Yearly GROSS PAY x .65 = Yearly NET PAY
Yearly NET PAY / 12 Months = Monthly NET PAY

Today we will review the PMB Worksheets, and enter the information that includes estimating our expenses.  We will spend time, in class, reviewing the following worksheet:

Once you have opened the worksheet, review all of the sections.  You are required, for this project, to keep track of all of your spending.  Your CheckBook tab will have all of your Debits and Credits listed as you make decisions.  Today we will fill out the Projected totals on the worksheet to give you an idea of how much you THINK you will spend.  When we put actual costs in, you might be surprised by what differences there are.  Make sure you enter all the information requested on the Data Sheet, and keep track of your Menu, Grocery List, and Shopping Lists on the specific pages listed.  The main worksheet is only for looking at the totals received or spent.  Make sure you use FILE, MAKE A COPY and SHARE it with Mr. S ( for credit.

Today your project is to find a place to live in your new town.  Make sure you identify how much it is to live there.  You need to make sure that you consider whether the rent includes any utilities, or other amenities that you might want.  Part of this search will require you to find a way to get to your new job.  What type of transportation is available, or will you need to live where you have chosen.  How far is it from shopping and other supplies/stores?

Things to consider:

How are you getting to this new location?

What are you taking with you, and how will you get it all there?

Find a way to price the cost of your transportation.  Be specific about why you are choosing this place to live.  How much of your monthly budget will you spend to live here?

List the Address of your new home below, and include the amount you will pay for rent each month:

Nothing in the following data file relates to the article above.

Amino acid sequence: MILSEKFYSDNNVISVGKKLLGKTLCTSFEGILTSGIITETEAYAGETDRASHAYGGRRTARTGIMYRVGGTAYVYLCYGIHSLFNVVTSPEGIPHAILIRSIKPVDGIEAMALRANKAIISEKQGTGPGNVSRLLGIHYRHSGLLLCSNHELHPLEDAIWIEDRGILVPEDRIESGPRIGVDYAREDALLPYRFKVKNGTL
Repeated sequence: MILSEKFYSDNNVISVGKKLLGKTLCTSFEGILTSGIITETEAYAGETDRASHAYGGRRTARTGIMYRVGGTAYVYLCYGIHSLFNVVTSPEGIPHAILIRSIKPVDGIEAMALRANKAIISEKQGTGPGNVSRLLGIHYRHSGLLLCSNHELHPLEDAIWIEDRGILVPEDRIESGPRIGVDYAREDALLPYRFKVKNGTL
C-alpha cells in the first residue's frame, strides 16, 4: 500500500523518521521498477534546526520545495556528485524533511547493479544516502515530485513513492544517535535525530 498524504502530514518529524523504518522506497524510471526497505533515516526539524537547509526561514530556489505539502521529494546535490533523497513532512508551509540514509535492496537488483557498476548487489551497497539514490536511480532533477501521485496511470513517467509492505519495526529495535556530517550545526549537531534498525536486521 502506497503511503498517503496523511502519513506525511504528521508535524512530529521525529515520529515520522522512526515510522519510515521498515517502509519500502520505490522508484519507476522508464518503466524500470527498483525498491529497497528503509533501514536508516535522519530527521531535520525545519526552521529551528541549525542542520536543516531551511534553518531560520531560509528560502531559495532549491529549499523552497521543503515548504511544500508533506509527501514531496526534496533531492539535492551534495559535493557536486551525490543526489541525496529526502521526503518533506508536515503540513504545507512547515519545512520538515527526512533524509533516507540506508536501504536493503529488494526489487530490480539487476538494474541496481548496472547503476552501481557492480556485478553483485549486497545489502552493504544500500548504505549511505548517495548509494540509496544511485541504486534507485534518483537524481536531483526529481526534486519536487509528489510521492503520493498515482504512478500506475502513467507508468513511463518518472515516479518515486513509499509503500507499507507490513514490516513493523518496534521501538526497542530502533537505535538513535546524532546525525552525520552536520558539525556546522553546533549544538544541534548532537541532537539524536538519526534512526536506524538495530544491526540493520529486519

You can use some of the following websites to assist you in your search:

More Resources:

Article with GREAT Checklists and Facts from

"7-Step Guide to Finding Your First Apartment"
BY MIRIAM CALDWELL ,Updated April 12, 2018

Once you start your first real job, you will be looking for a new place to live. You need to know how to rent your first apartment. This is an exciting time, and you may be considering getting your own place. This allows you greater freedom and flexibility. Before you make this decision you need to make sure you carefully consider how much you really can afford.

1. Determine How Much You Can Afford to Pay - Before you go out to begin looking for your first apartment, you should determine how much rent you can comfortably pay.  Generally, your rent should be about 25 percent of your income. You may be approved for up to 30 percent of your income. However, you need to consider your other expenses and debt payments. You should be able to cover most of your daily living expenses (groceries, utilities, eating out, and entertainment) on about 25 percent of your income. Take time to look at your budget before you start looking for your apartment. You should be focusing a lot on getting out of debt and saving money.

2. Find the Area Where You Want to Live - You need to determine the best place for you to live in relation to where you work. The farther away you are from work, the higher your transportation costs will be. If you work in a major metropolitan area you will find that the housing costs decrease the farther away you live. The trick is to find a balance between the two. You may save money by moving close to a train line.  You can begin by searching online to get a general idea of the pricing in the area.